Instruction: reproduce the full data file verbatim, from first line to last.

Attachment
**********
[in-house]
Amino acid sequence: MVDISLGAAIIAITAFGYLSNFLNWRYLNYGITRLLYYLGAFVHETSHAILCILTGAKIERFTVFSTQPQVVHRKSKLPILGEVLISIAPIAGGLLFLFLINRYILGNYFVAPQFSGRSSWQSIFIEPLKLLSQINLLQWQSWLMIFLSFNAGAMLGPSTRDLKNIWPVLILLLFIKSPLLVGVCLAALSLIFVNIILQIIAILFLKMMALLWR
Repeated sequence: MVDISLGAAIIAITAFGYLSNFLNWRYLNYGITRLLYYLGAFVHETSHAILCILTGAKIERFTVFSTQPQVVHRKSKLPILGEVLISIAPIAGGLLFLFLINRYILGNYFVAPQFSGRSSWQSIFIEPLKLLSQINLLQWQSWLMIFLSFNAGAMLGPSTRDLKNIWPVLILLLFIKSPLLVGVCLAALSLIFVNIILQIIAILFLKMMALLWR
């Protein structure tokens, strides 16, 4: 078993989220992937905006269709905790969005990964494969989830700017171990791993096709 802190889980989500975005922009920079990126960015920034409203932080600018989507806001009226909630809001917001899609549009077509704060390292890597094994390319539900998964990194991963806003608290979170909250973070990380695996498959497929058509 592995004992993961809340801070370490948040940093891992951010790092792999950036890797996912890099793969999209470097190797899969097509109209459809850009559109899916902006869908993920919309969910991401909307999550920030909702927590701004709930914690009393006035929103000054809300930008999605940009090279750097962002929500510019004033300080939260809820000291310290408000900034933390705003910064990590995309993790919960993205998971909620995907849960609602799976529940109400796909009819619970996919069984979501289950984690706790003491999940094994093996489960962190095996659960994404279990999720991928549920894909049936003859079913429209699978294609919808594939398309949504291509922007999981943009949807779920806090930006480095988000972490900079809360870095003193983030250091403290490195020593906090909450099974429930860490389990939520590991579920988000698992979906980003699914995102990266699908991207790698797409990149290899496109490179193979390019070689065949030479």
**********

[in-house]
Amino acid sequence: MVDISLGAAIIAITAFGYLSNFLNWRYLNYGITRLLYYLGAFVHETSHAILCILTGAKIERFTVFSTQPQVVHRKSKLPILGEVLISIAPIAGGLLFLFLINRYILGNYFVAPQFSGRSSWQSIFIEPLKLLSQINLLQWQSWLMIFLSFNAGAMLGPSTRDLKNIWPVLILLLFIKSPLLVGVCLAALSLIFVNIILQIIAILFLKMMALLWR
Repeated sequence: MVDISLGAAIIAITAFGYLSNFLNWRYLNYGITRLLYYLGAFVHETSHAILCILTGAKIERFTVFSTQPQVVHRKSKLPILGEVLISIAPIAGGLLFLFLINRYILGNYFVAPQFSGRSSWQSIFIEPLKLLSQINLLQWQSWLMIFLSFNAGAMLGPSTRDLKNIWPVLILLLFIKSPLLVGVCLAALSLIFVNIILQIIAILFLKMMALLWR
């Protein structure tokens, strides 16, 4: 078993989220992937905006269709905790969005990964494969989830700017171990791993096709 802190889980989500975005922009920079990126960015920034409203932080600018989507806001009226909630809001917001899609549009077509704060390292890597094994390319539900998964990194991963806003608290979170909250973070990380695996498959497929058509 592995004992993961809340801070370490948040940093891992951010790092792999950036890797996912890099793969999209470097190797899969097509109209459809850009559109899916902006869908993920919309969910991401909307999550920030909702927590701004709930914690009393006035929103000054809300930008999605940009090279750097962002929500510019004033300080939260809820000291310290408000900034933390705003910064990590995309993790919960993205998971909620995907849960609602799976529940109400796909009819619970996919069984979501289950984690706790003491999940094994093996489960962190095996659960994404279990999720991928549920894909049936003859079913429209699978294609919808594939398309949504291509922007999981943009949807779920806090930006480095988000972490900079809360870095003193983030250091403290490195020593906090909450099974429930860490389990939520590991579920988000698992979906980003699914995102990266699908991207790698797409990149290899496109490179193979390019070689065949030479």